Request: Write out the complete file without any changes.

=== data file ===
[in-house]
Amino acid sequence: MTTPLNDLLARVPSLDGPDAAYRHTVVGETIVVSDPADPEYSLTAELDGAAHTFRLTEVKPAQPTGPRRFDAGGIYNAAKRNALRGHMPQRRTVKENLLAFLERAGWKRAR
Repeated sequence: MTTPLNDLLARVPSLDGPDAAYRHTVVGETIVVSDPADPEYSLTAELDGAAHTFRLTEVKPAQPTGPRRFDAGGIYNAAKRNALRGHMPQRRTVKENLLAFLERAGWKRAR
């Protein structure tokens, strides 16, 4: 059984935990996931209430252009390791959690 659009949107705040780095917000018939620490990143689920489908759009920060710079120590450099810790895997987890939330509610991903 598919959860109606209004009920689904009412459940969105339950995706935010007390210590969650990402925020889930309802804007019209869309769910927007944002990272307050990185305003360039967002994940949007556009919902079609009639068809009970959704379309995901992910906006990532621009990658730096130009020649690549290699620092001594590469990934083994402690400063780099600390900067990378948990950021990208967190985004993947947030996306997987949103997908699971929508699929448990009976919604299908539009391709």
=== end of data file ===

[in-house]
Amino acid sequence: MTTPLNDLLARVPSLDGPDAAYRHTVVGETIVVSDPADPEYSLTAELDGAAHTFRLTEVKPAQPTGPRRFDAGGIYNAAKRNALRGHMPQRRTVKENLLAFLERAGWKRAR
Repeated sequence: MTTPLNDLLARVPSLDGPDAAYRHTVVGETIVVSDPADPEYSLTAELDGAAHTFRLTEVKPAQPTGPRRFDAGGIYNAAKRNALRGHMPQRRTVKENLLAFLERAGWKRAR
């Protein structure tokens, strides 16, 4: 059984935990996931209430252009390791959690 659009949107705040780095917000018939620490990143689920489908759009920060710079120590450099810790895997987890939330509610991903 598919959860109606209004009920689904009412459940969105339950995706935010007390210590969650990402925020889930309802804007019209869309769910927007944002990272307050990185305003360039967002994940949007556009919902079609009639068809009970959704379309995901992910906006990532621009990658730096130009020649690549290699620092001594590469990934083994402690400063780099600390900067990378948990950021990208967190985004993947947030996306997987949103997908699971929508699929448990009976919604299908539009391709």